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Chapter 20

Associated Dhammas

Cittas can be classified by way of different associated dhammas, sampayutta dhammas, and these are the accompanying cetasikas which cause them to be variegated. Cittas can be classified as sampayutta, associated with particular cetasikas, and vippayutta, dissociated from them. When cittas are differentiated by this way of classification, five particular cetasikas are referred to, namely wrong view, diììhi, aversion, dosa, doubt, vicikicchå, restlessness, uddhacca, and wisdom, paññå. Four of these cetasikas are akusala and one is sobhana.
As regards the akusala cetasikas citta can be associated with, there is the following classification:

diììigata-sampayutta: cittas associated with diììhi cetasika, wrong
view
paìigha-sampayutta: cittas associated with dosa cetasika
vicikicchå-sampayutta: citta associated with vicikicchå cetasika,
doubt about realities
uddhacca-sampayutta: citta associated with uddhacca cetasika,
restlessness

As regards the sobhana cetasika cittas can be associated with, there is the following classification:
ñåna-sampayutta, cittas associated with paññå cetasika.

The twelve types of akusala cittas which will be dealt with hereafter can be classified as associated, sampayutta, and dissociated, vippayutta, in the following way:
of the eight types of lobha-múla-citta four types are associated with wrong view, diììhigata-sampayutta, and four types are dissociated from wrong view, diììhigata-vippayutta.
The two types of dosa-múla-citta are associated with paìigha, which is dosa cetasika, the reality which is coarse and harsh.
One type of moha-múla-citta is associated with doubt, vicikicchå-sampayutta, and one type is associated with restlessness, uddhacca-sampayutta.
Thus, of the twelve types of akusala citta, eight types are sampayutta and four types are vippayutta.
The lobha-múla-cittas which are associated with and dissociated from wrong view can be differentiated because of the accompanying feelings. Two of the four types which are associated with wrong view are accompanied by pleasant feeling and two types by indifferent feeling. Evenso, two of the four types which are dissociated from wrong view are accompanied by pleasant feeling and two types by indifferent feeling.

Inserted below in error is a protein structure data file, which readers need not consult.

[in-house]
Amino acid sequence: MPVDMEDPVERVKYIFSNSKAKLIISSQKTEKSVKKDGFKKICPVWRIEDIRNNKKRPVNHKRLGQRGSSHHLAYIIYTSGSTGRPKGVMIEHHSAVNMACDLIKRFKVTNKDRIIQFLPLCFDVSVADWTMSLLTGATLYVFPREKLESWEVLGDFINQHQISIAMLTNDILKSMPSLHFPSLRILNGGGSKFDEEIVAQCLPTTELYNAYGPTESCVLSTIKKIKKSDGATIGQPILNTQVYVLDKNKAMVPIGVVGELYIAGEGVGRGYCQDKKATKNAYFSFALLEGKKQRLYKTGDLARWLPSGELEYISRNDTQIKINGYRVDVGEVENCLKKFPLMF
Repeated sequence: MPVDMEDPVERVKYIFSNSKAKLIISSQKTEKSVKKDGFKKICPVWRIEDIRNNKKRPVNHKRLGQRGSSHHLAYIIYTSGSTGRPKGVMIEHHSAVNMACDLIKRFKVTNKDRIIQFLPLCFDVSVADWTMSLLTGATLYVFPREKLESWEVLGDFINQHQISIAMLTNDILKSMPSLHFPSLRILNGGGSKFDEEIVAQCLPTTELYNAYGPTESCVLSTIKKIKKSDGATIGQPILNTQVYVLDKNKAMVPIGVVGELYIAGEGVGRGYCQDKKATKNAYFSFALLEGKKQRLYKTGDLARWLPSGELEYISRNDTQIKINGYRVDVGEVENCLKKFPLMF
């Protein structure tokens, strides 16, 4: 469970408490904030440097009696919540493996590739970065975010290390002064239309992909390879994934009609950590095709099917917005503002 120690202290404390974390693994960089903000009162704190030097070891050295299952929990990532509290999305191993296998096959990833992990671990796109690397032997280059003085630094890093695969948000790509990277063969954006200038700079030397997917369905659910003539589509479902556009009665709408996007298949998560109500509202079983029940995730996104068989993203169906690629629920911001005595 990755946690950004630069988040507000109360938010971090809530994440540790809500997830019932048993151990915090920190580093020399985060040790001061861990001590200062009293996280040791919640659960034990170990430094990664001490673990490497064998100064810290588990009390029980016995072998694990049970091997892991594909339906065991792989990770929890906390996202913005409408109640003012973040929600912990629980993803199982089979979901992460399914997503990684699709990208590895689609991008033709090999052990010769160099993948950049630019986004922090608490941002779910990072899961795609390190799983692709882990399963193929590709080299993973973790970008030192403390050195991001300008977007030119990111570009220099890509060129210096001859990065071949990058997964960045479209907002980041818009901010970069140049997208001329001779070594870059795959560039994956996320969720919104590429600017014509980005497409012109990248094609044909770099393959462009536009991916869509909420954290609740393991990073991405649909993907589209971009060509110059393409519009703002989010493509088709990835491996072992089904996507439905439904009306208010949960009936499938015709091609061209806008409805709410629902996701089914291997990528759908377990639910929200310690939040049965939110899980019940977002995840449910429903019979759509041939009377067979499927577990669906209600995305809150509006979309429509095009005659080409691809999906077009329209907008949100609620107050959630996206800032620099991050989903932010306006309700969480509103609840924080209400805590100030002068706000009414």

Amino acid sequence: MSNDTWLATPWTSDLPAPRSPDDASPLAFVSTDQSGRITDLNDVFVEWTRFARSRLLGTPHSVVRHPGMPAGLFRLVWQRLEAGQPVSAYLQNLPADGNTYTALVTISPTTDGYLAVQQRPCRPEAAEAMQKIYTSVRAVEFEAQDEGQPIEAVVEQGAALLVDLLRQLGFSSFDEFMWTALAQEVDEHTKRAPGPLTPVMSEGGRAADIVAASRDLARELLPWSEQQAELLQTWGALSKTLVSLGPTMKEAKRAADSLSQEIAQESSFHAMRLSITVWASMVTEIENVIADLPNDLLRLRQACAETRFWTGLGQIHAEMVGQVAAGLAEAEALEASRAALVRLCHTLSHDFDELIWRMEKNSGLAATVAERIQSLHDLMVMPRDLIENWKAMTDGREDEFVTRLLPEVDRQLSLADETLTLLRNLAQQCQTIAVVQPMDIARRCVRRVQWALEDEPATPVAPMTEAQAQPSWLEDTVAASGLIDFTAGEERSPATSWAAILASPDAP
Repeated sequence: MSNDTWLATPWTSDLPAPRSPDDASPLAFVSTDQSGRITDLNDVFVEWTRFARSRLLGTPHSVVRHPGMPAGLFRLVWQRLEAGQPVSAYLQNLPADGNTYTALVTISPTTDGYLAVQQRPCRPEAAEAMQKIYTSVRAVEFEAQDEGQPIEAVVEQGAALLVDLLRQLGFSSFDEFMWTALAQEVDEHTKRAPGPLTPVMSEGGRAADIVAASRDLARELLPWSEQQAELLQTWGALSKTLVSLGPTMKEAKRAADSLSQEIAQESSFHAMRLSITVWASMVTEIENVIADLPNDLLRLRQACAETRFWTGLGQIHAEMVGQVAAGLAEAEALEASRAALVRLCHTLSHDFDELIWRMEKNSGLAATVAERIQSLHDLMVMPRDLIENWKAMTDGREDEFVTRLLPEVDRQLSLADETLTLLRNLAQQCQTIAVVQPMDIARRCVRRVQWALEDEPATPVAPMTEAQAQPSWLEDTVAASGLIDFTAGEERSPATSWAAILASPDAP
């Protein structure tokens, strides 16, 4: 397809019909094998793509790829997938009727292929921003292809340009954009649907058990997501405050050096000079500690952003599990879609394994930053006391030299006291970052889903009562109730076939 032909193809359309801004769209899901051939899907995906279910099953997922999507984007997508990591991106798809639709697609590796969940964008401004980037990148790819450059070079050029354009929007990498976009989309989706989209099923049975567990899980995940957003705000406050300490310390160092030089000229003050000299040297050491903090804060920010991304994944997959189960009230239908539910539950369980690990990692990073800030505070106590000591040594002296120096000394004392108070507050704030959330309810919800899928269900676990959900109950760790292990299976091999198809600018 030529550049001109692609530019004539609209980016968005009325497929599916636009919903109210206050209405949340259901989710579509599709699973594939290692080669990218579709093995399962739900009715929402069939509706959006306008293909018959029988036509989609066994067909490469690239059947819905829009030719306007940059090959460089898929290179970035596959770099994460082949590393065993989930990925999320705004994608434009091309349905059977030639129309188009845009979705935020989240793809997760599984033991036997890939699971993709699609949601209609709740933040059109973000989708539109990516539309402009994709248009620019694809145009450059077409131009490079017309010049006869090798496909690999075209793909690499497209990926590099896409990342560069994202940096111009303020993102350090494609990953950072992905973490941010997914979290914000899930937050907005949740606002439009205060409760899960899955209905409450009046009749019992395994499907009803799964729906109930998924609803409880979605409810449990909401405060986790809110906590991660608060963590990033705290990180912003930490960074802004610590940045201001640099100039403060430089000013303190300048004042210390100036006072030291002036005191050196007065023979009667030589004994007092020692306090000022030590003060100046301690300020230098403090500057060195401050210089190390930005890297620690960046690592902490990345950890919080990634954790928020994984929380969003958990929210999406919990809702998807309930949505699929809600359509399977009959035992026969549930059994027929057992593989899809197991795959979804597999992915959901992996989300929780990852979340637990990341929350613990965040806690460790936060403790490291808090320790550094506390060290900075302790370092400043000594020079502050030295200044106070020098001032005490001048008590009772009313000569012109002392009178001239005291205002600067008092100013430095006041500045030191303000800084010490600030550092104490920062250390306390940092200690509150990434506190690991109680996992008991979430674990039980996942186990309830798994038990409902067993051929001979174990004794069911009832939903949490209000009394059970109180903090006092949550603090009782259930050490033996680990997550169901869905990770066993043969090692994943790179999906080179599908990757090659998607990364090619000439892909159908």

Moreover, there is still another differentiation to be made. Lobha-múla-cittas can arise without being prompted, asaùkhårika, and they can arise because they are prompted, sasaùkhårika
1. Four types are unprompted and four types are prompted.
The eight lobha-múla-cittas are classified as follows:

1. accompanied by pleasant feeling, with wrong view, unprompted
(somanassa-sahagataÿ, diììhigata-sampayuttaÿ, asaòkhårikam
ekaÿ)
2. accompanied by pleasant feeling, with wrong view, prompted

(somanassa-sahagataÿ, diììhigata-sampayuttaÿ, sasaòkhårikam
ekaÿ)
3. accompanied by pleasant feeling, without wrong view,
unprompted
(somanassa-sahagataÿ, diììhigata-vippayuttaÿ, asaòkhårikam
ekaÿ)
4. accompanied by pleasant feeling, without wrong view,
prompted
(somanassa-sahagataÿ, diììhigata-vippayuttaÿ, sasaòkhårikam
ekaÿ)
5. accompanied by indifferent feeling, with wrong view,
unprompted
(upekkhå-sahagataÿ, diììhigata-sampayuttaÿ, asaòkhårikam ekaÿ
6. accompanied by indifferent feeling, with wrong view,
prompted
(upekkhå-sahagataÿ, diììhigata-sampayuttaÿ, sasaòkhårikam
ekaÿ)
7. accompanied by indifferent feeling, without wrong view,
unprompted
(upekkhå-sahagataÿ, diììhigata-vippayuttaÿ, asaòkhårikam ekaÿ)
8. accompanied by indifferent feeling, without wrong view,
prompted
(upekkhå-sahagataÿ, diììhigata-vippayuttaÿ, sasaòkhårikam
ekaÿ)

The two types of dosa-múla-citta are associated with paìigha, repulsion or anger, which is actually dosa cetasika, and thus they are both paìigha-sampayutta. When there is unpleasant feeling it is each time accompanied by dosa cetasika, the dhamma which is coarse, harsh and vexatious. The characteristic of unpleasant feeling is quite different from pleasant feeling and indifferent feeling. The two types of dosa-múla-citta which are both paìigha-sampayutta are accompanied by unpleasant feeling. The two types of dosa-múla-citta are different in as far as one type is asaòkhårika, unprompted, without instigation, and one type is sasaòkhårika, prompted. They are classified as follows:
1. accompanied by unpleasant feeling, with anger, unprompted
(domanassa-sahagataÿ, paìigha-sampayuttaÿ, asaòkhårikam
ekaÿ)
2. accompanied by unpleasant feeling, with anger, prompted
(domanassa-sahagataÿ, paìigha-sampayuttaÿ, sasaòkhårikam
ekaÿ)